My Whopper tasted like actual food. Like an actual burger. Like the meat kissed a grill on its way to me. The bun was surprisingly sweet, almost like a Hawaiian roll, but in a nice way. The tomato slices were ripe; the lettuce was crisp. There was so very much mayo slathered on the bun, more than I wanted. Perhaps my Whopper crafter was a generous soul who believes that more is more when it comes to creamy sandwich condiments. I can respect that. Still, the overload made the Whopper too rich for my blood. I need the impertinent interruption of pickles, ketchup, anything acidic. There cannot be too many pickles on my burger, ever. If I made Whoppers, I would put excessive pickle slices on each one, until I got fired for blowing the pickle budget.


Now on to the more relevant Whopper attributes. This thing was hefty. The descriptive copy states that it includes a quarter-pound of beef. I was happily absolved from having to weigh the thing by a note beneath: “Weight based on pre-cooked patty.” But I’ve made and grilled my share of patties, and a quarter-pound seemed more than plausible.

It looked hefty too. Compared with Burger King’s Whopper photos, it didn’t come up particularly short on beef. Maybe on tomatoes and onions. The Whopper in the photo looked pretty much like my Whopper, pulled up to its full height and neatened. This was the Whopper’s first day of school photo, taken before the calamities of lunch and recess. But it wasn’t a different Whopper.

Maybe a memo went out from corporate after the suit was filed, directing all Burger King branches to change their Whopper-making approach.


According to the lawsuit, “Burger King began to materially overstate the size of its burgers in its advertisements in September 2017.” It shows pre- and post-2017 Whopper photos, as well as an image from a 2020 Insider ranking of every Burger King burger. (It called the Whopper perfect and ranked it No. 1.)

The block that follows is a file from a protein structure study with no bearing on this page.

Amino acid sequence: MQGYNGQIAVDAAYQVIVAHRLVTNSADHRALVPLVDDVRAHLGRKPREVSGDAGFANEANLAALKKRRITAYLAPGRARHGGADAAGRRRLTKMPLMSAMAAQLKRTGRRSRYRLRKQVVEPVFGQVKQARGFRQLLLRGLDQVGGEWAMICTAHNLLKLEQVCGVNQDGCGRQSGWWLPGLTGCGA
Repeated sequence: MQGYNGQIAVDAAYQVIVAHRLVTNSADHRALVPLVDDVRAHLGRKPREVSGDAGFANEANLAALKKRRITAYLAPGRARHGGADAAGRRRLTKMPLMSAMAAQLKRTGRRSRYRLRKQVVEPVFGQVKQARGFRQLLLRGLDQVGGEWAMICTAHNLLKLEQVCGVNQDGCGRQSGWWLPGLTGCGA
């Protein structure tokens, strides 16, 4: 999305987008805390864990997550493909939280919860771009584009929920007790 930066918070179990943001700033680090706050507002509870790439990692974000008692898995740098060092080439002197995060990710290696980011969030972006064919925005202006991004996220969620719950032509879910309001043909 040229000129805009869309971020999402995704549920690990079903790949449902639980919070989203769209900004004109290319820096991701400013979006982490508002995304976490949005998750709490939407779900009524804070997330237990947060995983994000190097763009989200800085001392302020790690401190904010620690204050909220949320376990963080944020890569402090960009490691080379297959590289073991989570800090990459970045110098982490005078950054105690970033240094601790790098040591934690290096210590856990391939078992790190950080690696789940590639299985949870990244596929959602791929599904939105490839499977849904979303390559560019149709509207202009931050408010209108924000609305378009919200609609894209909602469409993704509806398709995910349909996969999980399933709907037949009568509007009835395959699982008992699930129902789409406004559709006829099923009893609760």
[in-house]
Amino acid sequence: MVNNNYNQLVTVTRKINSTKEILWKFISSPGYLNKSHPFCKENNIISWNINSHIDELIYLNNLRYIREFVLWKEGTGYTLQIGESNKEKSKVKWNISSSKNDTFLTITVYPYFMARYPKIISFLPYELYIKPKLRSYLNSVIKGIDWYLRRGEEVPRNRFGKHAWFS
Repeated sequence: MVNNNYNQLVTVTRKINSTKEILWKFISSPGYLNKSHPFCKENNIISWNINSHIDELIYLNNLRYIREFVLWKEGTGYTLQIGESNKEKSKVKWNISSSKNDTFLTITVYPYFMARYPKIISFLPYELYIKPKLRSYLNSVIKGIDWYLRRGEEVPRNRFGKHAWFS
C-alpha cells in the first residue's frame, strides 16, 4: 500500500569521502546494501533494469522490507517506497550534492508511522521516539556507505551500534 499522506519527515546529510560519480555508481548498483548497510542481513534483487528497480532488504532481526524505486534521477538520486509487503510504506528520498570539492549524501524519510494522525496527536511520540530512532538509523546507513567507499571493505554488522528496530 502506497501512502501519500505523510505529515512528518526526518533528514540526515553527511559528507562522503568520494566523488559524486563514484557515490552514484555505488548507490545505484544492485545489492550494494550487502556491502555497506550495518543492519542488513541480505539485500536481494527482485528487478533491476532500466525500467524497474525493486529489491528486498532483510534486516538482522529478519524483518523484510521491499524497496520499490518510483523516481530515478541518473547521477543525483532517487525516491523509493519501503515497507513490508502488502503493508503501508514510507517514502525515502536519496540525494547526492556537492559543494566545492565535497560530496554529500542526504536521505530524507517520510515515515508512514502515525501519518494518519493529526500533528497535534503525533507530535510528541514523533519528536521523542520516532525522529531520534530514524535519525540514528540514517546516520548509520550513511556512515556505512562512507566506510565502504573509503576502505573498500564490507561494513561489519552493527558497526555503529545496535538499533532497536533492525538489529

A judge last week determined that Burger King must go to court over whether the Whopper appears misleadingly large in menu photos. The fast-food chain faces a class action lawsuit alleging the photos overstate the size of the signature burger by about 35 percent.Gene J. Puskar/Associated Press

Insider’s candid Whopper photo indeed looks pretty gnarly, compared with both professional headshots, but also with the Whopper I just ate. Regarding the older and newer company photos, one thing seems clear: Burger King hired a better food stylist and photographer. Angles, lighting, and construction are optimized, with more texture and saturation. The older Whopper looks like a pale nerd with its neat, linear layers, the newer one more rugged, unbuttoned, casual. Background shades of pumpkin and almond make the image pop. At the very least, the lawsuit should silhouette the Whopper in the newer photo, as it is on the menu, to level the playing ground.

The plaintiffs all say they expected a bigger burger than the one they received and were financially damaged as a result. They would have gone elsewhere, they say. Welcome to dining out, a game of chance in which participants often don’t receive what the menu led them to expect, but also don’t sue over it.

If I were on this jury — the chances of which are diminishing by the moment — would my sympathies lie with Big Burger or the brave consumer advocates trying to stick it to the man?


Perhaps with the Whopper itself, objectified and reduced to the merits of its appearance, when what really matters is its substance. The Whopper tastes better than I expected. And it is very filling, seeming to expand once solidly lodged in my gut. However the Whopper looks, I can say this much for sure: I cannot imagine wanting it to be a single bite bigger.

Now excuse me. I have to go lie down.

Devra First can be reached at Follow her @devrafirst.